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Can New Mobility Tech Disrupt Car Dependence?

10:19 AM PST on January 16, 2019

Tech companies like Uber and Bird are disrupting transportation in cities with the promise of actually helping them become more sustainable and less over-reliant on cars. But will they?

A new organization, New Urban Mobility, which goes by the acronym NUMO, wants to help city leaders make sure.

Robin Chase 2013
Robin Chase
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Launching on Wednesday, the group aims to be "gap fillers," says Executive Chairwoman Robin Chase, providing policy support, or leading engagement to advance 10 "shared mobility principles" aimed at promoting a more sustainable and people-oriented urban transportation systems.

The organization will have seven employees in Washington D.C. We reached out to Chase, best known as the founder of Zipcar, to get the gist (interview lighted edited for length and clarity):

Streetsblog: What was the impetus for this organization?

Robin Chase: All these new urban mobility options … are causing a huge disruption in the sector. Everything is in flux. It’s causing cities and the people who live in them to have to rethink what the status quo looks like. We haven’t felt such disruption in 100 years. We have this unique moment to rethink what our priorities are.

Cars and parked cars and car taxation and car regulation … all of that is so built into the status quo that people can’t see it. They can’t envision what an alternative world would look like.

We as an urban mobility field, as an entire planet, need to get on the same page about where we are going. NUMO is an effort to convene those stakeholders that share that vision together to work at a much faster pace.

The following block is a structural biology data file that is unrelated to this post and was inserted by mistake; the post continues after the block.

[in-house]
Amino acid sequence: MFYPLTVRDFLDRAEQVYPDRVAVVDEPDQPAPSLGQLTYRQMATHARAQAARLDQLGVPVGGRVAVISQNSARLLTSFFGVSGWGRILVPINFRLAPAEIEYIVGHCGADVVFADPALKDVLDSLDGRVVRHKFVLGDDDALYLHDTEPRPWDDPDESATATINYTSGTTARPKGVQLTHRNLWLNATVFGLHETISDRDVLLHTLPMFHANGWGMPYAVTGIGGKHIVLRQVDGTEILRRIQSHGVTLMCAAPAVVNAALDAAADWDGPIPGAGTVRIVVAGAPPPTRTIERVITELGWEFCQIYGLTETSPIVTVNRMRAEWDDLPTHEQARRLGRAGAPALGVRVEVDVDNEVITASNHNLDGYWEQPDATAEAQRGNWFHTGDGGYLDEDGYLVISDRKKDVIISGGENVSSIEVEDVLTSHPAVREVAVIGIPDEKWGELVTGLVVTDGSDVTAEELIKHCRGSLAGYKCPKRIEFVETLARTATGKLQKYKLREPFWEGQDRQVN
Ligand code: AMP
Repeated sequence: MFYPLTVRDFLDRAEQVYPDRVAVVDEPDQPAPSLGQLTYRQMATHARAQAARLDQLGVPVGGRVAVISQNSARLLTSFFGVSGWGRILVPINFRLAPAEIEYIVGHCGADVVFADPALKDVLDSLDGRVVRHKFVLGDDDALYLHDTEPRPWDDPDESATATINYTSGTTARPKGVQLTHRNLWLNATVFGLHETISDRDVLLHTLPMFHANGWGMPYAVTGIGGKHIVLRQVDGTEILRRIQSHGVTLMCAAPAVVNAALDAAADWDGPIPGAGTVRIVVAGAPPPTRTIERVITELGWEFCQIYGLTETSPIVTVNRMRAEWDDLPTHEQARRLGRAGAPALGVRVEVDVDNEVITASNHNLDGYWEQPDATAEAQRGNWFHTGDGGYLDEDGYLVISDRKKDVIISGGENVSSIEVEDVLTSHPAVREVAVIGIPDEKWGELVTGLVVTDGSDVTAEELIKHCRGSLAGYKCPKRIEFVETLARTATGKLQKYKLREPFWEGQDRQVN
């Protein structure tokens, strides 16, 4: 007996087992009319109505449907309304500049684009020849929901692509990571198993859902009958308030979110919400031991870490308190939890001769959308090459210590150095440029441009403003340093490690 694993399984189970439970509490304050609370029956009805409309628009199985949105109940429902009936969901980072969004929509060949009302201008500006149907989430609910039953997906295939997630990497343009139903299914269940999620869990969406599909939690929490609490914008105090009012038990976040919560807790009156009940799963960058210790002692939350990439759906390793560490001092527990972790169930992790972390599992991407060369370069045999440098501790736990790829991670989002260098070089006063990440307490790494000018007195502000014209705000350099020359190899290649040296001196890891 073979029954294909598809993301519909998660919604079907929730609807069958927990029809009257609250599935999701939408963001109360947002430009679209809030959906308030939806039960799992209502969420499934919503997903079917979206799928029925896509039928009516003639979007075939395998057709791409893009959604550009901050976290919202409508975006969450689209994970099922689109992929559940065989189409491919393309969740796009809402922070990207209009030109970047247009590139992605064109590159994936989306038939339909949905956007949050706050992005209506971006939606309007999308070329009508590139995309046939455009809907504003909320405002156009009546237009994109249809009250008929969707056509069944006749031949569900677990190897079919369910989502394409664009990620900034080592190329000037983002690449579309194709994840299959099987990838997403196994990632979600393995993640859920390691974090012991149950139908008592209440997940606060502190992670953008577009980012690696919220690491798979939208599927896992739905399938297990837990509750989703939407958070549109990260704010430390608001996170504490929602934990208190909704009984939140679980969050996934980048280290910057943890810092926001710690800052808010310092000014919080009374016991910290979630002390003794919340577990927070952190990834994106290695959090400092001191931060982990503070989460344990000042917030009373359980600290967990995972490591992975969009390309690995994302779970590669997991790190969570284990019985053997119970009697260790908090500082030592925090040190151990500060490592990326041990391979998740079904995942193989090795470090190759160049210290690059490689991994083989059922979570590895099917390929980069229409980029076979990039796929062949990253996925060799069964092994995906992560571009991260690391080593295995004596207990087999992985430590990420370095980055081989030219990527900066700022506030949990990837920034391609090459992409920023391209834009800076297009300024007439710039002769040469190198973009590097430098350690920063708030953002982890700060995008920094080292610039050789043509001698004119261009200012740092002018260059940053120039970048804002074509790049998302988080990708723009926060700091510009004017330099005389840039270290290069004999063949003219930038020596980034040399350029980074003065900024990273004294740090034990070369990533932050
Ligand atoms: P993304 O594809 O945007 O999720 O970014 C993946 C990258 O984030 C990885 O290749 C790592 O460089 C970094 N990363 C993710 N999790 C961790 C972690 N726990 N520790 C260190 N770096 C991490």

At the core it's about creating joyful, sustainable and just cities.

Streetsblog: What makes this organization different than the existing national transportation policy nonprofits, including the National Association of City Transportation Officials or Transportation for America?

Chase: Those organizations have produced some great blueprints or guidelines, for complete streets, or for micro-mobility. Some of that work we want to elevate. Those groups are mostly focused on policy push. But there’s an inadequate demand pull. There’s inadequate work with people who live in cities, to make them see where there’s a future that works better for them. How do we activate them more?

In many cities, there are two very loud voices: Car owners and would-be cyclists, and more specifically cycling advocates, which is a very small number. There are many, many more stakeholders and interests involved whose voices are not heard.

We are going to be more focused on convening and elevating of best practices. Where are there research gaps? Where are their policy gaps that we can bring people together and help fill? We are very focused on tech-driven disruptions, including on-demand delivery.

Streetsblog: Are you receiving any money from tech companies?

Chase: Not right now. We're intending to be an independent voice.

Streetsblog: Can you explain the shared mobility principles a little bit more?

Chase: One of them, for example, is "Focus on moving people not cars." Another is "Making efficient use of our streets, curbs, vehicles, lanes." "Choose more efficient means over inefficient means" and "Fair users fees across all modes."

Cities have a lot of taxation that doesn’t provide a level playing field. What are shared bike systems' business models? One of the reasons shared bikes have a hard time making money is we’re letting cars pollute for free. We have unequal fees for all modes. We have unequal distribution of space for all modes.

Another principle is "equitable access for all."

These principles are aspirational for every city in the world. None of us is doing a good job.

Which cities are ripe? We want to be the gap filler.

Where are there mayors that are champions? Were are there policy discussions? What can we do that will help it over the line?

More information is available at NUMO's website, which launched today.

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